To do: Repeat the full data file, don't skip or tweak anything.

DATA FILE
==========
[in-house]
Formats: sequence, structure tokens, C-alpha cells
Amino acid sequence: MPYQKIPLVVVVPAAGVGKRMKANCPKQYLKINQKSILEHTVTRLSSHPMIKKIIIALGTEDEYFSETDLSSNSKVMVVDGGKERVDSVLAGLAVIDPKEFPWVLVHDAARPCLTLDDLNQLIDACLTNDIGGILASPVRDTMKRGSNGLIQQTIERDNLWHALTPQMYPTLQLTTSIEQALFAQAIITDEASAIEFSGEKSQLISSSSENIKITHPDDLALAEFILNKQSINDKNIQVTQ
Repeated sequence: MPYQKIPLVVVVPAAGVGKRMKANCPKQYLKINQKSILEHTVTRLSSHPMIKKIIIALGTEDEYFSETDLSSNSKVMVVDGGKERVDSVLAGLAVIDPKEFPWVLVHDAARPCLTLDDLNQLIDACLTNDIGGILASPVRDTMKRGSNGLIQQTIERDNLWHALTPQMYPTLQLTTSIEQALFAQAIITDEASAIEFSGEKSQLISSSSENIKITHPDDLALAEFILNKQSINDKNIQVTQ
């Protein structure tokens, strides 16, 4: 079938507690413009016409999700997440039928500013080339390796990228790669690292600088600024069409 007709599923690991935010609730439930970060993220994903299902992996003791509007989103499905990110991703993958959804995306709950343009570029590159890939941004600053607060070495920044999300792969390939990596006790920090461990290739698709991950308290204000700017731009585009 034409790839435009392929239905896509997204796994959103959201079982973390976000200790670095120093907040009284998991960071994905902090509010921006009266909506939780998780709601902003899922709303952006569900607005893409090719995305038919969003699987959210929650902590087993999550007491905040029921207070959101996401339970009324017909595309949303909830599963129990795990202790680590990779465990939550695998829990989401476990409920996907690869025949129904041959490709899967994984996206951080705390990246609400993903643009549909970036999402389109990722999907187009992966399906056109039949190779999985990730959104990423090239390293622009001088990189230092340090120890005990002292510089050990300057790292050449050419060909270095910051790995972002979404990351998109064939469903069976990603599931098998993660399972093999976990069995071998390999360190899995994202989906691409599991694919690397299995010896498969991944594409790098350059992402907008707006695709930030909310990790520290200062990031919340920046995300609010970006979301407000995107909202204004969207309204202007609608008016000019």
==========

[in-house]
Formats: sequence, structure tokens, C-alpha cells
Amino acid sequence: MPYQKIPLVVVVPAAGVGKRMKANCPKQYLKINQKSILEHTVTRLSSHPMIKKIIIALGTEDEYFSETDLSSNSKVMVVDGGKERVDSVLAGLAVIDPKEFPWVLVHDAARPCLTLDDLNQLIDACLTNDIGGILASPVRDTMKRGSNGLIQQTIERDNLWHALTPQMYPTLQLTTSIEQALFAQAIITDEASAIEFSGEKSQLISSSSENIKITHPDDLALAEFILNKQSINDKNIQVTQ
Repeated sequence: MPYQKIPLVVVVPAAGVGKRMKANCPKQYLKINQKSILEHTVTRLSSHPMIKKIIIALGTEDEYFSETDLSSNSKVMVVDGGKERVDSVLAGLAVIDPKEFPWVLVHDAARPCLTLDDLNQLIDACLTNDIGGILASPVRDTMKRGSNGLIQQTIERDNLWHALTPQMYPTLQLTTSIEQALFAQAIITDEASAIEFSGEKSQLISSSSENIKITHPDDLALAEFILNKQSINDKNIQVTQ
């Protein structure tokens, strides 16, 4: 079938507690413009016409999700997440039928500013080339390796990228790669690292600088600024069409 007709599923690991935010609730439930970060993220994903299902992996003791509007989103499905990110991703993958959804995306709950343009570029590159890939941004600053607060070495920044999300792969390939990596006790920090461990290739698709991950308290204000700017731009585009 034409790839435009392929239905896509997204796994959103959201079982973390976000200790670095120093907040009284998991960071994905902090509010921006009266909506939780998780709601902003899922709303952006569900607005893409090719995305038919969003699987959210929650902590087993999550007491905040029921207070959101996401339970009324017909595309949303909830599963129990795990202790680590990779465990939550695998829990989401476990409920996907690869025949129904041959490709899967994984996206951080705390990246609400993903643009549909970036999402389109990722999907187009992966399906056109039949190779999985990730959104990423090239390293622009001088990189230092340090120890005990002292510089050990300057790292050449050419060909270095910051790995972002979404990351998109064939469903069976990603599931098998993660399972093999976990069995071998390999360190899995994202989906691409599991694919690397299995010896498969991944594409790098350059992402907008707006695709930030909310990790520290200062990031919340920046995300609010970006979301407000995107909202204004969207309204202007609608008016000019």